The role of calcium in hypoxia-induced signal transduction and gene expression
ABSTRACT Mammalian cells require a constant supply of oxygen in order to maintain adequate energy production, which is essential for maintaining normal function and for ensuring cell survival. Sustained hypoxia can result in cell death. Sophisticated mechanisms have therefore evolved which allow cells to respond and adapt to hypoxia. Specialized oxygen-sensing cells have the ability to detect changes in oxygen tension and transduce this signal into organ system functions that enhance the delivery of oxygen to tissue in a wide variety of different organisms. An increase in intracellular calcium levels is a primary response of many cell types to hypoxia/ischemia. The response to hypoxia is complex and involves the regulation of multiple signaling pathways and coordinated expression of perhaps hundreds of genes. This review discusses the role of calcium in hypoxia-induced regulation of signal transduction pathways and gene expression. An understanding of the molecular events initiated by changes in intracellular calcium will lead to the development of therapeutic approaches toward the treatment of hypoxic/ischemic diseases and tumors.
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- "However, several randomized trials have reported the effective use of various methods to reduce the rate or severity of preeclampsia (Sibai et al., 2005), including Ca 2+ supplementation (Hofmeyr et al., 2007; Belizan et al., 1991). Although two clinical trials evaluating the ability of dietary Ca 2+ supplementation to prevent preeclampsia produced disparate results (Belizan et al., 1991; Levine et al., 1997), increased intracellular Ca 2+ levels have been implicated in the development of cell injury and hypoxic stress (Seta et al., 2004). Furthermore, Ca 2+ entry blockers have been reported to protect against cellular necrosis caused by experimental ischemia in the liver, kidney and other tissues (Peck and Lefer, 1981; Lee and Lum, 1986). "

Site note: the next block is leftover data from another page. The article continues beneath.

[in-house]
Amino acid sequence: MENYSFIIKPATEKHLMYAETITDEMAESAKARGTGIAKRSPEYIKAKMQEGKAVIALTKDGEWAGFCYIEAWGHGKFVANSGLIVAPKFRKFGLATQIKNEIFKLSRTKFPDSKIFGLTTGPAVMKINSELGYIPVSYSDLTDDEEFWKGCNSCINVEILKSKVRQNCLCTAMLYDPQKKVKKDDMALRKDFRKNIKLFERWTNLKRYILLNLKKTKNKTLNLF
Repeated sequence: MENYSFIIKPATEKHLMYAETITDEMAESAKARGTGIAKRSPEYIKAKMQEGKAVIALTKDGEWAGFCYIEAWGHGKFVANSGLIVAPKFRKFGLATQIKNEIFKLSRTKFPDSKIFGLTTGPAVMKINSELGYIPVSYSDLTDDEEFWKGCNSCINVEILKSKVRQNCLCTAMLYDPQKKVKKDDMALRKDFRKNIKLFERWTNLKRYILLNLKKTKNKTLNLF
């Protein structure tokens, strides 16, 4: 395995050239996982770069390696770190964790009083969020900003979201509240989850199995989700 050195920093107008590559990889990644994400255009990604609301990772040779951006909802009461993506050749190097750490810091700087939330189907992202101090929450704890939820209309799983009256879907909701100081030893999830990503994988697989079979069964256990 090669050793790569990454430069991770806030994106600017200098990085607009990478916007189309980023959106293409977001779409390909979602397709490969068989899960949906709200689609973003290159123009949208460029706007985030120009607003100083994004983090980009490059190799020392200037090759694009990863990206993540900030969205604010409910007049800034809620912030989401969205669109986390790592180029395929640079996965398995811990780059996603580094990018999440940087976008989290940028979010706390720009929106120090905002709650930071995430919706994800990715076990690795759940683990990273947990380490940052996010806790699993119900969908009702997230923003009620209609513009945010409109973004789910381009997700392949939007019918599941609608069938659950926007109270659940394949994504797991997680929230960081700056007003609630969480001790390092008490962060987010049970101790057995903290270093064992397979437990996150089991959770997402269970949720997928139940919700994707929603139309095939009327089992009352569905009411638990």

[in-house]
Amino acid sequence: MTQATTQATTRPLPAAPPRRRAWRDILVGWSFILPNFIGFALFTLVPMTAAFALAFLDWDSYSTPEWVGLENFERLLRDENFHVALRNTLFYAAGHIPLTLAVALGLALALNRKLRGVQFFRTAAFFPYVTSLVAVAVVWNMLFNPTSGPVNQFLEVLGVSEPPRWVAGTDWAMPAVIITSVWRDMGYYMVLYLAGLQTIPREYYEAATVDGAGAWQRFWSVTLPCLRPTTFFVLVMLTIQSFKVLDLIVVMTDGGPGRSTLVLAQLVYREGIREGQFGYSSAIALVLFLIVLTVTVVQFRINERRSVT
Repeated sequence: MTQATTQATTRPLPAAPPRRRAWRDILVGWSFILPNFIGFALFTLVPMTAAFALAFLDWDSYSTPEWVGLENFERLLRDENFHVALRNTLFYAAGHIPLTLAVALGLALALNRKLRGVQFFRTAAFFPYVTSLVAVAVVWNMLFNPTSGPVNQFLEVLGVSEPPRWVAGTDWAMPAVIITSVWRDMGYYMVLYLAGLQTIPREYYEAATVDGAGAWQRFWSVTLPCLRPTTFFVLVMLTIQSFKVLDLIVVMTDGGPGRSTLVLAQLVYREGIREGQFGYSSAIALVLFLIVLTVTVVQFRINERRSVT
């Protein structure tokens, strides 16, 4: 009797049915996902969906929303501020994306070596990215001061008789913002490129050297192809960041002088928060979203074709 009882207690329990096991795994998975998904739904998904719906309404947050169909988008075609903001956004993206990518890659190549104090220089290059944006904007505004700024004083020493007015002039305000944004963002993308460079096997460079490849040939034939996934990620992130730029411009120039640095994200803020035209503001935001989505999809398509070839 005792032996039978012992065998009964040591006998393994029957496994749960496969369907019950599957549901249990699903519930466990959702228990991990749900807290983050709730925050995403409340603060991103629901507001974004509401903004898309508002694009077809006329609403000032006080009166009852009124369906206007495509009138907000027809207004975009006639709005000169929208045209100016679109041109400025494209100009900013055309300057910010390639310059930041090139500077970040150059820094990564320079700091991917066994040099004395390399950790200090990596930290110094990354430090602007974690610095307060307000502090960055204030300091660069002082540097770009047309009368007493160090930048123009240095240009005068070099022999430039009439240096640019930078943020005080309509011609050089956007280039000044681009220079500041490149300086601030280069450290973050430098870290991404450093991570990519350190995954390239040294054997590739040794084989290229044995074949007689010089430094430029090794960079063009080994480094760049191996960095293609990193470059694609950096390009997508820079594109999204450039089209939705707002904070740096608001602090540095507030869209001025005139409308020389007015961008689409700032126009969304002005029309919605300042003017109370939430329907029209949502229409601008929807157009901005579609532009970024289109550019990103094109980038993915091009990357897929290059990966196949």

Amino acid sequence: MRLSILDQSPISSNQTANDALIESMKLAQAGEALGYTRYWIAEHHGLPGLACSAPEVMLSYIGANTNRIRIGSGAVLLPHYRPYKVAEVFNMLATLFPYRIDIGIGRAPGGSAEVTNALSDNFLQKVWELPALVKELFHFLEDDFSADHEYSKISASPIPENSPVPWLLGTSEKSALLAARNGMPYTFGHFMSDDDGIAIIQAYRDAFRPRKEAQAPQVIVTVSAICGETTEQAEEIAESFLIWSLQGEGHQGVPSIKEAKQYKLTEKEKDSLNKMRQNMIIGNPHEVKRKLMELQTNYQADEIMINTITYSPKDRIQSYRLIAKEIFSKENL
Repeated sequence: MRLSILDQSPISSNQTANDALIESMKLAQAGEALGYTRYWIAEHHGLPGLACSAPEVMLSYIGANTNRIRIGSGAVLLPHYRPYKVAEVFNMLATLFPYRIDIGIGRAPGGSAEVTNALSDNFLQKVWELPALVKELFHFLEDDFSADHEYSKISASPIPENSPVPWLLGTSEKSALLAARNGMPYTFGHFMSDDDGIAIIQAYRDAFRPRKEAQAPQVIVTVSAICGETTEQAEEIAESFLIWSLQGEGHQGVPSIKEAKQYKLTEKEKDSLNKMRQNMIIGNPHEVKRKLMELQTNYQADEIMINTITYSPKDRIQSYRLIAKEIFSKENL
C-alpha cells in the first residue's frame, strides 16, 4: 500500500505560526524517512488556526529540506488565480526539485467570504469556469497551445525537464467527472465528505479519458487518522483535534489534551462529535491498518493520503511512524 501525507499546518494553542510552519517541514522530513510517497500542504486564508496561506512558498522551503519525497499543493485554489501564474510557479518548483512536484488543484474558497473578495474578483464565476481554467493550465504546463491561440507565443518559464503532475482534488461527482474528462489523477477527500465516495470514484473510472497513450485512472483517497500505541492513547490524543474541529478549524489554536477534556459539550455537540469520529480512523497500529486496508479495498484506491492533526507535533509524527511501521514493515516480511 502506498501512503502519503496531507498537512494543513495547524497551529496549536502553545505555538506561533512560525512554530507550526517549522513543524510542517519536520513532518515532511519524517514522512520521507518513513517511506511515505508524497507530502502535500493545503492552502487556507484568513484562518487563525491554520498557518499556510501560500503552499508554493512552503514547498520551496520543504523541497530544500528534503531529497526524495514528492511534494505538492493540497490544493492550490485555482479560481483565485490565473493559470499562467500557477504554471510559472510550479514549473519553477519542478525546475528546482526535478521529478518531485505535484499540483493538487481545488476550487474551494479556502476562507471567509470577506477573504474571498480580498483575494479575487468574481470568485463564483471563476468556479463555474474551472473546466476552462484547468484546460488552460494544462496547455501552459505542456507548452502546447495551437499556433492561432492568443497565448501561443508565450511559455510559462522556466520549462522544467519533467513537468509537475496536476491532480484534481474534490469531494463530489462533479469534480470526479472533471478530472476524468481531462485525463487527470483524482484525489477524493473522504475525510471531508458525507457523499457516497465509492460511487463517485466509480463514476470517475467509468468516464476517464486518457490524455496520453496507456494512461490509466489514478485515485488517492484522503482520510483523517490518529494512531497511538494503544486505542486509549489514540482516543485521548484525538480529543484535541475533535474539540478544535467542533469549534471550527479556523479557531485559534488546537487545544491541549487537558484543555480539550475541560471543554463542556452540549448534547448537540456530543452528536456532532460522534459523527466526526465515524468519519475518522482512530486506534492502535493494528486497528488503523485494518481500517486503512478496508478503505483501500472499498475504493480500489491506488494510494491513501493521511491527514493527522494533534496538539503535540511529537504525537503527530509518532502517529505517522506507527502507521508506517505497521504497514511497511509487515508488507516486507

ABSTRACT: Preeclampsia is a pregnancy-specific disease characterized by hypertension, proteinuria, and oxidative stress in the placenta. During the last trimester of gestation, calcium (Ca(2+)) transport from mother to fetus increases dramatically in response to the increased demand for Ca(2+) caused by bone mineralization in the fetus. Ca(2+) supplementation can significantly reduce the incidence and severity of preeclampsia or delay its onset. Ca(2+) transport channels (CTCs) include transient receptor potential vanilloid 6 (TRPV6), plasma membrane Ca(2+) ATPase (PMCA1), and Na(+)/Ca(2+) exchangers (NCKX3 or NCX1). We hypothesized that trans-placental Ca(2+) exchange in preeclamptic trophoblasts may be compensated for successful fetal bone mineralization. The roles of cell membrane channels (TRPV6, PMCA1, NCKX3 and NCX1) were examined in placental primary cells and in normotensive and preeclamptic placentas. The biomarker gene for preeclampsia, soluble fms-like tyrosine kinase-1 (sFLT1) or marker for oxygen-sensitive gene, hypoxia-sensitive inducible factor 1α (HIF-1α), were up-regulated in the preeclamptic placentas and hypoxic cells. The detection of sFLT1 and HIF-1α genes demonstrated that our experimental conditions were suitable to verify a preeclamptic condition. In women experiencing preterm labor, CTC expressions was found to be increased in the fetal and maternal regions of the preeclamptic placenta compared to the observed in normotensive placenta. During term labor, TRPV6 and PMCA1 were highly expressed in the fetal and maternal sections of preeclamptic placenta, while the expression of NCKX3 and NCX1 was reduced. In addition, the expression of CTCs was altered in hypoxia-stressed placental cells. Taken together, our findings demonstrated that the expression of CTCs was regulated by hypoxia stress in placenta tissues and cells, suggesting that our experimental in vitro hypoxic conditions were similar to those of preeclampsia. Furthermore, impaired Ca(2+) metabolism found in preeclamptic syncytiotrophoblasts was resulted from hypoxic stress, which may induce expression of Ca(2+) transport proteins in the placenta to maintain the balance between maternal and fetal Ca(2+) demand during pregnancy.Molecular and Cellular Endocrinology 12/2012; 367(1-2). DOI:10.1016/j.mce.2012.12.012 · 4.24 Impact Factor